What we have to say about the recent International Fly Tackle Dealer event in Salt Lake City


By the Angling Trade Editors

It seems like we write this every year after IFTD… well, every year there is an IFTD…

People seem to get out of the event exactly what they put into it. And that’s pretty much what happened this year.

Simms Fishing Products made it clear going in that it wanted to win awards, which is exactly what happened. From the new G3 waders that won “best of show” to a full compendium of trophies across a host of other categories, Simms left no doubt as to its position as a preeminent brand in fishing, especially fly fishing.

Patagonia made what we thought was an equally powerful statement by displaying no product at all.  Instead, the company focused on issues, like public access, and sold a conscience within the fly angling community.  By the way, it took real chutz to show up in Utah to really talk about access in Utah, instead of some pseudo-boycott.

Sage and Winston split best new fly rod honors for salt and fresh, respectively.  That may be a bit of a surprise there wasn’t a sweep, but we think that has as much to say about the mood in the room as the (very few) products in the new product showcase.

Orvis and Scott rifle-shot their programs with good effect. We heard from a number of dealers that Scott and Orvis should have been acknowledged for how good they were to work with during the craziness of the pandemic.

Costa was the social hub, with YETI just across the way. Bajio supplanted the absent Smith as the other major factor in fly-fishing eyewear.  There was a “Texas Row” consisting of Sight Line Provisions, Howler Brothers, Duck Camp that showed how the geopolitical center of the fly-fishing universe might soon be in the Texas Hill Country as much as it is Bozeman, Missoula, the Front Range of Colorado, or the Catskills.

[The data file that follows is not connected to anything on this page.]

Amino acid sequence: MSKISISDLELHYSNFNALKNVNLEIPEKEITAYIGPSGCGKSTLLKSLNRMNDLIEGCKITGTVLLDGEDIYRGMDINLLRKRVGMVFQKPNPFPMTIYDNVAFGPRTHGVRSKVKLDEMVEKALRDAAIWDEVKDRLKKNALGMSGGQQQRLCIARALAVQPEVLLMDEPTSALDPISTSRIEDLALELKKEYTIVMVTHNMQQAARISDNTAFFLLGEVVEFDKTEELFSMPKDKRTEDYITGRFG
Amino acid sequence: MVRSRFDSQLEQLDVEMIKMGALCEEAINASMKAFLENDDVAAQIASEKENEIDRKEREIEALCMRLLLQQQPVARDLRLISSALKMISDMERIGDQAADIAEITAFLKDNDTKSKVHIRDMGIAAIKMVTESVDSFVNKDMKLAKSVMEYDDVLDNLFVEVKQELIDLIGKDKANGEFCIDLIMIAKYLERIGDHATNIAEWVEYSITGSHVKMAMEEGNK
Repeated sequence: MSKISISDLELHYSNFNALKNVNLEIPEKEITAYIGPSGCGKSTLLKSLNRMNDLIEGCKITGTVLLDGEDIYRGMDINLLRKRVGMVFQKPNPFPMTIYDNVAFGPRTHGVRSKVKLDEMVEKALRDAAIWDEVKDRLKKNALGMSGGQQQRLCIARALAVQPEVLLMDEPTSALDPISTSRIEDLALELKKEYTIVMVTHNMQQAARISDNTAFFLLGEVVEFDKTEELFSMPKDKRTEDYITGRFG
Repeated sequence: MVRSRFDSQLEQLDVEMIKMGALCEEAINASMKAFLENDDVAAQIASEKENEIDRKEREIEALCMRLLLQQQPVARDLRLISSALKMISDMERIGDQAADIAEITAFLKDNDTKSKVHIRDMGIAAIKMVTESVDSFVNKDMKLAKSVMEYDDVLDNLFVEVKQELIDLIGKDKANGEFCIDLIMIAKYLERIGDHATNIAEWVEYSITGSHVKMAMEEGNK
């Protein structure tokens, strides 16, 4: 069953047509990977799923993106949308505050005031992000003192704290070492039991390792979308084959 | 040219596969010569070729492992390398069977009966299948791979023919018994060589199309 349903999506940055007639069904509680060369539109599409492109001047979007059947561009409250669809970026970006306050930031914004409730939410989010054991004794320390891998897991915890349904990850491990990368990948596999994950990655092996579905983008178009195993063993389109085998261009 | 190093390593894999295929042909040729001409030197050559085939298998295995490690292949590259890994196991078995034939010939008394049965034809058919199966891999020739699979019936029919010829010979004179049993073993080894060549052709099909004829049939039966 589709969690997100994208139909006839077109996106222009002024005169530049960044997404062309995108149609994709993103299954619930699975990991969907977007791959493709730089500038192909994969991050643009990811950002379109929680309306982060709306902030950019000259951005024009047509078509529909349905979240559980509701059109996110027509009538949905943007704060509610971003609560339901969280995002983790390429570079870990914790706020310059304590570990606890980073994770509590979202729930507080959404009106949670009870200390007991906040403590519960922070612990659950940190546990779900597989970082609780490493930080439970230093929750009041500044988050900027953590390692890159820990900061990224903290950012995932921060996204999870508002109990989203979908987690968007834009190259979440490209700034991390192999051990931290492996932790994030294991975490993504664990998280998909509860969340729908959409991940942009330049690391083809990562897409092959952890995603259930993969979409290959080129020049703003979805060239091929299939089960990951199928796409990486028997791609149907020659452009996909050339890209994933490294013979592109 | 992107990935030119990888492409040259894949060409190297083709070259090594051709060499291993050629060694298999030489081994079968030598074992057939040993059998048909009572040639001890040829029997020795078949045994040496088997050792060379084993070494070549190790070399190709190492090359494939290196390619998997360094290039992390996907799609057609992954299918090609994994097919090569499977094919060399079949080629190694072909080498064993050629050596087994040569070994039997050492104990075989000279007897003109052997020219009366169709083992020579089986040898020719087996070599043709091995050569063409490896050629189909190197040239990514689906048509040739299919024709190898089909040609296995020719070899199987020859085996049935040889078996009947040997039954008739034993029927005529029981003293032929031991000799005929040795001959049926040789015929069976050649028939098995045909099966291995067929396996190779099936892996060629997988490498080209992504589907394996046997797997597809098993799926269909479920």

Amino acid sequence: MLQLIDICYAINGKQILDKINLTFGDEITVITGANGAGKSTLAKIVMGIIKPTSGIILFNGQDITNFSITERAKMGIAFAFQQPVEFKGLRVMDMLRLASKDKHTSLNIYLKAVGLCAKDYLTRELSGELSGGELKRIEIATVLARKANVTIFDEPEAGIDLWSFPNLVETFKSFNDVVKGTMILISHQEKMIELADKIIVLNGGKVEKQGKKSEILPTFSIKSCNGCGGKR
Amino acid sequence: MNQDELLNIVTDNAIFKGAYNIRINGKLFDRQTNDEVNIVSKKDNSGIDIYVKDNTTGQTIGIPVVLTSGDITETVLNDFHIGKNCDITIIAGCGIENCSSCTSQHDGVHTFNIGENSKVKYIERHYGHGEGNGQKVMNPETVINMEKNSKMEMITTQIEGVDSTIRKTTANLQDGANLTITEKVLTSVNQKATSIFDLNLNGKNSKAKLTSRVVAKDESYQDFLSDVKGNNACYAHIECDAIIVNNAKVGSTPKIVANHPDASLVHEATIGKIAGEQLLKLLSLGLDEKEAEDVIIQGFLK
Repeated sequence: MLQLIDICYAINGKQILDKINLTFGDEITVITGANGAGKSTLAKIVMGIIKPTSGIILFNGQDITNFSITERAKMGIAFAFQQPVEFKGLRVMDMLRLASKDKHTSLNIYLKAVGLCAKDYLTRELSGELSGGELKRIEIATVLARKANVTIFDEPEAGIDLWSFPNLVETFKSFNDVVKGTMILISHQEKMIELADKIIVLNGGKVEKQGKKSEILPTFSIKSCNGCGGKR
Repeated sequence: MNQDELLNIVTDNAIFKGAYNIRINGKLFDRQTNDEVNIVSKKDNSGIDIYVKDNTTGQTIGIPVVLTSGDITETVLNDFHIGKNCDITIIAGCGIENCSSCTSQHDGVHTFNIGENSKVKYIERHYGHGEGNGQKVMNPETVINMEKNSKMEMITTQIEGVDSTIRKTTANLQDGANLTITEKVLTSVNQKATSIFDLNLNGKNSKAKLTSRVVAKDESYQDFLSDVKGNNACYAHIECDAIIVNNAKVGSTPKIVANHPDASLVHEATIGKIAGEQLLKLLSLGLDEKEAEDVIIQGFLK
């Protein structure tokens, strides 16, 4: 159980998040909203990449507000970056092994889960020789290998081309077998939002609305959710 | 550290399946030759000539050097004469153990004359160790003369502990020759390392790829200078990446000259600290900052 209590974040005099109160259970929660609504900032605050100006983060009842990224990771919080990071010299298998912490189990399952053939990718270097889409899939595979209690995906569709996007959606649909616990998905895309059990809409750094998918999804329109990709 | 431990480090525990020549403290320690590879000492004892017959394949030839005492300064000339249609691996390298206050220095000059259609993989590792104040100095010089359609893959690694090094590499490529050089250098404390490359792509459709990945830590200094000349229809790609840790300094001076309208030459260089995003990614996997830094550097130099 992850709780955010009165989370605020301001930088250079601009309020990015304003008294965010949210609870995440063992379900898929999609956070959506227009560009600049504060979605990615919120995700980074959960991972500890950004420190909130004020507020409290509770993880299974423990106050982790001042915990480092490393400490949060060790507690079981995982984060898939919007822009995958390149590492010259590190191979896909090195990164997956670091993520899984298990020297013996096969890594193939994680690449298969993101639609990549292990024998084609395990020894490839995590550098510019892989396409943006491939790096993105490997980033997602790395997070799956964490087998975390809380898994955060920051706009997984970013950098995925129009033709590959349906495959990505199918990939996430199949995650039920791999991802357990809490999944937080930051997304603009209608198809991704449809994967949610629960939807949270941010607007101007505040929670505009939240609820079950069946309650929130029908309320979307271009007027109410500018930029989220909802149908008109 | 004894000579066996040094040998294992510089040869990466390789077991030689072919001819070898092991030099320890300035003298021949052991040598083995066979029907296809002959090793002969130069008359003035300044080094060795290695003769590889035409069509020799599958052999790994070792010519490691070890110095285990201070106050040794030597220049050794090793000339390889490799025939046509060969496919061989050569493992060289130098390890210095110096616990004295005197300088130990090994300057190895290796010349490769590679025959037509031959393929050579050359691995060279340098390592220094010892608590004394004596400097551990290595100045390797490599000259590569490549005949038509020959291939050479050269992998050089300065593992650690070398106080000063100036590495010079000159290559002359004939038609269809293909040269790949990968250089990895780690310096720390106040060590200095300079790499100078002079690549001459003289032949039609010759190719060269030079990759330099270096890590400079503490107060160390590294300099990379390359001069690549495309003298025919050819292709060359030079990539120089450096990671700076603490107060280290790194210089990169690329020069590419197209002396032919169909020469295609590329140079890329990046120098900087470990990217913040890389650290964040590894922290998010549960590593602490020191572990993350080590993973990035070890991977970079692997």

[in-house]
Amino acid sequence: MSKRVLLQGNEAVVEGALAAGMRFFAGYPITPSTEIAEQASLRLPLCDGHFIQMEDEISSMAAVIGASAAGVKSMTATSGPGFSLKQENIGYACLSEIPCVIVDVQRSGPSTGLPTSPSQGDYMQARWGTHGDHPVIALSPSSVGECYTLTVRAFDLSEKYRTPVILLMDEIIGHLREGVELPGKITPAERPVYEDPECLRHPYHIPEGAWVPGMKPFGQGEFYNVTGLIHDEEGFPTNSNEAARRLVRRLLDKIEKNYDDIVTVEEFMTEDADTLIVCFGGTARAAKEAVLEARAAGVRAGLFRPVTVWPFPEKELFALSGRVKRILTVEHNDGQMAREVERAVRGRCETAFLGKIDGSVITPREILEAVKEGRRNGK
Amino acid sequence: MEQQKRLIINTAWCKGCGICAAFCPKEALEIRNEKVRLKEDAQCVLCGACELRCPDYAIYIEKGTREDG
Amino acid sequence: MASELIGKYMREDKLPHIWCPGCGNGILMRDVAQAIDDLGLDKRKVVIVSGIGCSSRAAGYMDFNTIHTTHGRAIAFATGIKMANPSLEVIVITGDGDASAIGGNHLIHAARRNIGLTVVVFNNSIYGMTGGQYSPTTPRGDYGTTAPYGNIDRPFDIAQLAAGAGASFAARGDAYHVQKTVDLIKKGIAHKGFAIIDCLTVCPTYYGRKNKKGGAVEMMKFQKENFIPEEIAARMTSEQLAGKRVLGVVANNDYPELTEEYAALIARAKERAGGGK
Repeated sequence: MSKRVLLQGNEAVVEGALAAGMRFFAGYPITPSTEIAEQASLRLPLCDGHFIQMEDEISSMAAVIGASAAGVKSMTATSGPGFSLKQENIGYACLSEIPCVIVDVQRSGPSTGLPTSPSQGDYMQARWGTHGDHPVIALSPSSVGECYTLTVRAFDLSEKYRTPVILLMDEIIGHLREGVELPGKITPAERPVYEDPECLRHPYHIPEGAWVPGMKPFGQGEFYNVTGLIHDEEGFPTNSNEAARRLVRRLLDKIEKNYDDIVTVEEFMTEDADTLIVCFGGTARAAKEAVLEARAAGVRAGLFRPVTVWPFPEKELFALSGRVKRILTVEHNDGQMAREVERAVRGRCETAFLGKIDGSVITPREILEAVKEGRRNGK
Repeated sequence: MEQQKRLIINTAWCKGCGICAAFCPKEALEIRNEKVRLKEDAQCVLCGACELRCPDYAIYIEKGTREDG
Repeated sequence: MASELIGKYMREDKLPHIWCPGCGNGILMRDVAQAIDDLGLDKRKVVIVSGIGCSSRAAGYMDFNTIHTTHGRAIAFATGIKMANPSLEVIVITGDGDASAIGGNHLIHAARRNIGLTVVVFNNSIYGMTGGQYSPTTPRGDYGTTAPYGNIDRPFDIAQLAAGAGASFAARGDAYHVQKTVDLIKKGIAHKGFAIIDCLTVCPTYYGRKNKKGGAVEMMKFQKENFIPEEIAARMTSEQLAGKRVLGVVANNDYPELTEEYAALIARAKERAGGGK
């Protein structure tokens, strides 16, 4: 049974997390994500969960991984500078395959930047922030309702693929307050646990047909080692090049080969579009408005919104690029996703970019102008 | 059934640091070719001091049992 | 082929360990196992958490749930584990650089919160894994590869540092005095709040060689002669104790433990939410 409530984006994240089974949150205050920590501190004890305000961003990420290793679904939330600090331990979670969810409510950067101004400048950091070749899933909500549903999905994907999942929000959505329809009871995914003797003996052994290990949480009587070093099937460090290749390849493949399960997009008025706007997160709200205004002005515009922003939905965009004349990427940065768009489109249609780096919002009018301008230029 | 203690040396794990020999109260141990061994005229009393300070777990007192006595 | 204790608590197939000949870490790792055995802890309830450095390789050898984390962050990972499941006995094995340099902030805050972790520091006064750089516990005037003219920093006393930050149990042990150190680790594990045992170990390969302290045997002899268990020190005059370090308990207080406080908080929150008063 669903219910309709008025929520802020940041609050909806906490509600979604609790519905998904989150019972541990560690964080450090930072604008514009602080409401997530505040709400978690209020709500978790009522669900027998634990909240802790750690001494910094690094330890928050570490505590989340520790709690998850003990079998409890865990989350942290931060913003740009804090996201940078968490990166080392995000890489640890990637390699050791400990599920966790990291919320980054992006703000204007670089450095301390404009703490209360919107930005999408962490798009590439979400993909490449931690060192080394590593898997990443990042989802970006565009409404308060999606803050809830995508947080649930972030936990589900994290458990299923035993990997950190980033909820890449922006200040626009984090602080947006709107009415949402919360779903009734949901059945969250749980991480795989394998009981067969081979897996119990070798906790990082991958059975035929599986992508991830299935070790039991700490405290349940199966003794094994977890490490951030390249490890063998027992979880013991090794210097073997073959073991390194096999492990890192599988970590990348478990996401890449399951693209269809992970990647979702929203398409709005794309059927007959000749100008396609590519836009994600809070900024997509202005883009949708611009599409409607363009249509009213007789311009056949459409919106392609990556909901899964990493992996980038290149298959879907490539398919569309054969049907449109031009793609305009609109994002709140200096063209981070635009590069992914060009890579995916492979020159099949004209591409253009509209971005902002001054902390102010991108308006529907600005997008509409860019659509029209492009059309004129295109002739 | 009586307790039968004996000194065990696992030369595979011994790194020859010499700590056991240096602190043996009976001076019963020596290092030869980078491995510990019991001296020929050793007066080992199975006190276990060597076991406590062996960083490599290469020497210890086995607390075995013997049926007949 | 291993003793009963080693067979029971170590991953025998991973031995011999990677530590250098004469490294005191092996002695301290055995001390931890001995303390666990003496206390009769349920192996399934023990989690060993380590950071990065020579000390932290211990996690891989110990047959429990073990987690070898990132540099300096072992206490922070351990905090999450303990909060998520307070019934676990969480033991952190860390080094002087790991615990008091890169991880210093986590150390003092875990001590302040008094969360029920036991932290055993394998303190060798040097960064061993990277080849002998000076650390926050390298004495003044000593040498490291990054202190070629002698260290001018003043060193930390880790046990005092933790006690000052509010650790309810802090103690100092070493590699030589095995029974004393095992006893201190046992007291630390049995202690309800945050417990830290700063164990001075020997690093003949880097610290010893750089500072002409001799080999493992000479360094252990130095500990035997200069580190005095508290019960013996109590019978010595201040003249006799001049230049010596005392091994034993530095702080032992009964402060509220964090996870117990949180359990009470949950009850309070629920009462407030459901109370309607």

And some of the smaller companies got some well-earned attention.  Rep Your Water took home some hardware, and in what we thought the most heartwarming of all “Cody’s Fish” swept the gift items in lower and higher pricepoints.  There were many others, and we think the beauty of this show is that it was much more “accessible” for the smaller companies.

Being at this show was a leap of faith for many.  And for those who poured something in, they got something back.  Was it worth our time as a media company to be there? Sure, we got some stories out of it.  Maybe even sold a few ads.  But what was most valuable was the hand-shaking, the hugs, and looking people in the eye.

NOW… having said all that…

The IFTD trade show was tiny. It was dwarfed by the convention of dental hygienists from Utah being held down the hall.  Tiny like it was in Reno many years ago when we all wondered what the hell we needed to do to make it relevant again.

And as we met with folks, we were constantly wrapped up in conversations about whether IFTD should join back with ICAST, or IFTD should hitch wagons with Outdoor Retailer… or if there really should be an IFTD show at all.

We’re not ready to weigh in on that in detail, yet.  What we will say is that IFTD should be completely revamped.  That much is already clear.

For years and years now, it’s been positioned as a business event that had some ancillary social benefit for those who took part.  The truth is, it has morphed into a social event that may or may not have some ancillary business benefit.  It should be positioned that way, whatever it morphs into next.

Let’s call it like it is: We didn’t see or hear about anything completely new at the show, business-wise, that we didn’t already know about.

Moreover, everything in the fly business community isn’t exactly hakuna matata these days.  We were chatting with one manufacturer/exhibitor who complained aloud about the lack of retailer attendance (though the retailer event preceding the show, sponsored by Far Bank, was apparently the largest it has been), and we couldn’t help but wonder if some manufacturers spent a little more time tuning into the issues of the retailers the other 51 weeks of the year, maybe the retailers would care more about hearing all the good things you have to say about yourselves at the trade show.